To evaluate the attack, we focused on injecting and removing lung cancer from CT scans. We show how three expert radiologists and a state-of-the-art deep learning AI are highly susceptible to the attack. We also explore the attack surface of a modern radiology network and demonstrate one attack vector: we intercepted and manipulated CT scans in an active hospital network with a covert penetration test.
A Simple Framework for Contrastive Learning of Visual Representations (ICML 2020)
Discussion Leader: Darius Lam
This paper presents SimCLR: a simple framework for contrastive learning of visual representations. We simplify recently proposed contrastive self-supervised learning algorithms without requiring specialized architectures or a memory bank. In order to understand what enables the contrastive prediction tasks to learn useful representations, we systematically study the major components of our framework. We show that (1) composition of data augmentations plays a critical role in defining effective predictive tasks, (2) introducing a learnable nonlinear transformation between the representation and the contrastive loss substantially improves the quality of the learned representations, and (3) contrastive learning benefits from larger batch sizes and more training steps compared to supervised learning. By combining these findings, we are able to considerably outperform previous methods for self-supervised and semi-supervised learning on ImageNet. A linear classifier trained on self-supervised representations learned by SimCLR achieves 76.5% top-1 accuracy, which is a 7% relative improvement over previous state-of-the-art, matching the performance of a supervised ResNet-50. When fine-tuned on only 1% of the labels, we achieve 85.8% top-5 accuracy, outperforming AlexNet with 100X fewer labels.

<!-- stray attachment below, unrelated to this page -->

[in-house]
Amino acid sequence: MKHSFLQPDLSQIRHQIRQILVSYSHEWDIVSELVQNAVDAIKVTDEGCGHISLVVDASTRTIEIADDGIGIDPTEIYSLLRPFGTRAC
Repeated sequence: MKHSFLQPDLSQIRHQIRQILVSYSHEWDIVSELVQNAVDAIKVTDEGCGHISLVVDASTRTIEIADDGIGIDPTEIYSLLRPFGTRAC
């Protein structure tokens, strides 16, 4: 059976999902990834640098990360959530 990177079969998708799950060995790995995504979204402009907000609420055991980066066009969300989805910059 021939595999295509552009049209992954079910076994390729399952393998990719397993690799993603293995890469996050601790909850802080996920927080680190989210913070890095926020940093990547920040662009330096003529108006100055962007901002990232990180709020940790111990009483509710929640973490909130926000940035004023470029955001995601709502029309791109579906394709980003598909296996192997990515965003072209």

The Lottery Ticket Hypothesis: Finding Sparse, Trainable Neural Networks (ICLR 2019)
Discussion Leader: Deepak Singh
Neural network pruning techniques can reduce the parameter counts of trained networks by over 90%, decreasing storage requirements and improving computational performance of inference without compromising accuracy. However, contemporary experience is that the sparse architectures produced by pruning are difficult to train from the start, which would similarly improve training performance.
We find that a standard pruning technique naturally uncovers subnetworks whose initializations made them capable of training effectively. Based on these results, we articulate the "lottery ticket hypothesis:" dense, randomly-initialized, feed-forward networks contain subnetworks ("winning tickets") that - when trained in isolation - reach test accuracy comparable to the original network in a similar number of iterations. The winning tickets we find have won the initialization lottery: their connections have initial weights that make training particularly effective.
We present an algorithm to identify winning tickets and a series of experiments that support the lottery ticket hypothesis and the importance of these fortuitous initializations. We consistently find winning tickets that are less than 10-20% of the size of several fully-connected and convolutional feed-forward architectures for MNIST and CIFAR10. Above this size, the winning tickets that we find learn faster than the original network and reach higher test accuracy.